Abstract: "1. The exception proves the rule; Knowledge Based Automatic Concrete Design From the early 80 till the second half of 1990 the software Matrix developed for structural engineers was based on the MsDOS platform. In those years the codechecking distinguished itself by an extremely enforced integrated approach. A complete structural design including the generation of drawings could be realized at once, with one press on the button. In this concept there was no room for the intervening interaction of civil engineers. They had little or no influence on unforeseen situations or shortcomings in the automatic analysis of boundary conditions or the automatic design. The fact that we were secured of the cooperation of civil engineers (experts) concerning improvements makes it possible for us to make our knowledge based system even more complete. 2. The exception becomes the rule; Interactive Concrete Engineering A disadvantage of a full automatic structural design is the existence of exceptional cases. Every case needs to be programmed which leads to a huge programming effort. In order to complete the last 20% you need a programming effort of 80% of the total period. Another disadvantage is the different approach by the government for using software for code checking. The new Windows software is based on a structure very close related to the level of code checking. All the relevant parameters can be manipulated. The link to the code is absolutely clear by the visualization of the applied code article as well as the provided value and the required value. 3. The 80-20 rule; The concept of hierarchical levels 80% of his time a civil engineer is using only 20% of the functionality of his software for structural analysis. A program doesn’t need to be too complex for daily use. When you think in different levels you can manage the 80% for daily use, as well as the 20% for the advanced topics in 1 program. The computer, using generative processes, without intervening interactions can work out 80% of all calculations. When you think in levels it is possible to work out the other 20% by the same program. 4. Ruling by exception; Computer Aided Learning system 10 years ago the TU-Delft developed a CAD exercise. During this period more than 1500 students used these exercises for their training. This CAD exercise was developed in order to support students in dimensioning, analyzing and detailing concrete structures, after the introductory lecture in designing and constructing concrete in their third academic year. EUROCADCRETE is a continuation of the CAD exercise mentioned above and is based on the educational version of MatrixFrame 2D-Frame and on the experience of the TU-Delft during the lessons of the CAD Concrete exercise. Students at home can define the structural analysis part of the exercise. Then the prepared job can be worked out according to the EuroCode in the EUROCADCRETE environment. The last part of the exercise gives the student the opportunity to perform parametric studies. By means of exercises and by providing interactive tools students gain a clear insight in the nature of reinforced concrete, which is the aim of this job. A learning system like EUROCADCRETE is a combination of, on the one side, a Graphical User Interface based on the lowest level, and a check mechanism and parametric study on the other side, which is based on the advanced level within the concept of hierarchical levels."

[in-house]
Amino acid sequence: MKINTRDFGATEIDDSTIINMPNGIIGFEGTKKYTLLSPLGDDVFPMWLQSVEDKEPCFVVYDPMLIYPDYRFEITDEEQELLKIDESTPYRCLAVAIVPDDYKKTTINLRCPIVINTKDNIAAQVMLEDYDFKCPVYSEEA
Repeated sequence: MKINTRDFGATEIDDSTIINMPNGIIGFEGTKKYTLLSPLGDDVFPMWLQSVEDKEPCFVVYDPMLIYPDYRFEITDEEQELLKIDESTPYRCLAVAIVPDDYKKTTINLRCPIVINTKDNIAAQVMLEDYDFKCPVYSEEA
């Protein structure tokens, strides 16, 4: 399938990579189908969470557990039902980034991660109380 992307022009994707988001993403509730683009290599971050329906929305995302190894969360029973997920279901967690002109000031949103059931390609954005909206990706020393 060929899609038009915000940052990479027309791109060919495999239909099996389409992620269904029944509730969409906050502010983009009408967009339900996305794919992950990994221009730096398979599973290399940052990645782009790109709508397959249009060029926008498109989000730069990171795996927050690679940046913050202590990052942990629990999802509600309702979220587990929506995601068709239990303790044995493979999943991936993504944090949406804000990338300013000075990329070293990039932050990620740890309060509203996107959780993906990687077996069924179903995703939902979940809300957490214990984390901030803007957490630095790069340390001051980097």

Full text: content.pdf (877,357 bytes) (available to registered users only)

Series: w78:2000 (browse)
Cluster: papers of the same cluster (result of machine made clusters)
Class: class.man-software (0.062219) class.analysis (0.050748) class.deployment (0.037199)
Similar papers:
Sound: read aloud.

Permission to reproduce these documents have been graciously provided by Icelandic Building Research Institute. The assistance of the editor, Mr. Gudni Gudnason, is gratefully appreciated

No more hits.


hosted by University of Ljubljana



© itc.scix.net 2003
Home page of this database login Powered by SciX Open Publishing Services 1.002 February 16, 2003